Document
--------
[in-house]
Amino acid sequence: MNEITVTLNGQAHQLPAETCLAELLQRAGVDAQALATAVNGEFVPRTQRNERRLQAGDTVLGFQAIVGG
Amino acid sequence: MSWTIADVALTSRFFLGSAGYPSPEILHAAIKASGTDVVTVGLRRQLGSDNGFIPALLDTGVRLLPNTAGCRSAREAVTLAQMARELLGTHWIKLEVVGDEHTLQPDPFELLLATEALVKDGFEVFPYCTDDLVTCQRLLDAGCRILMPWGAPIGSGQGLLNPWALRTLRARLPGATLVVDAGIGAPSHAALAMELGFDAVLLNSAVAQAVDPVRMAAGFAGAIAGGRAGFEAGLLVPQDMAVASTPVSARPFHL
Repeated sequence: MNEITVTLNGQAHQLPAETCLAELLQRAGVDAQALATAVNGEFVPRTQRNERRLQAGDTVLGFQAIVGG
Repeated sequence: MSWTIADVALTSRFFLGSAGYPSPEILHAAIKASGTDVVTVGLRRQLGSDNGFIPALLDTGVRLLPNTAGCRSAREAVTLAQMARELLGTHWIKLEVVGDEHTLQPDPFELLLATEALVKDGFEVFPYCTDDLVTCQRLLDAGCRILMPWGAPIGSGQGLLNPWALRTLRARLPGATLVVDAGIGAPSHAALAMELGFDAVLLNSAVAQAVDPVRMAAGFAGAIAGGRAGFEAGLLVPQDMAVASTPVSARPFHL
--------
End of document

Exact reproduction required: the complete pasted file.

[in-house]
Amino acid sequence: MNEITVTLNGQAHQLPAETCLAELLQRAGVDAQALATAVNGEFVPRTQRNERRLQAGDTVLGFQAIVGG
Amino acid sequence: MSWTIADVALTSRFFLGSAGYPSPEILHAAIKASGTDVVTVGLRRQLGSDNGFIPALLDTGVRLLPNTAGCRSAREAVTLAQMARELLGTHWIKLEVVGDEHTLQPDPFELLLATEALVKDGFEVFPYCTDDLVTCQRLLDAGCRILMPWGAPIGSGQGLLNPWALRTLRARLPGATLVVDAGIGAPSHAALAMELGFDAVLLNSAVAQAVDPVRMAAGFAGAIAGGRAGFEAGLLVPQDMAVASTPVSARPFHL
Repeated sequence: MNEITVTLNGQAHQLPAETCLAELLQRAGVDAQALATAVNGEFVPRTQRNERRLQAGDTVLGFQAIVGG
Repeated sequence: MSWTIADVALTSRFFLGSAGYPSPEILHAAIKASGTDVVTVGLRRQLGSDNGFIPALLDTGVRLLPNTAGCRSAREAVTLAQMARELLGTHWIKLEVVGDEHTLQPDPFELLLATEALVKDGFEVFPYCTDDLVTCQRLLDAGCRILMPWGAPIGSGQGLLNPWALRTLRARLPGATLVVDAGIGAPSHAALAMELGFDAVLLNSAVAQAVDPVRMAAGFAGAIAGGRAGFEAGLLVPQDMAVASTPVSARPFHL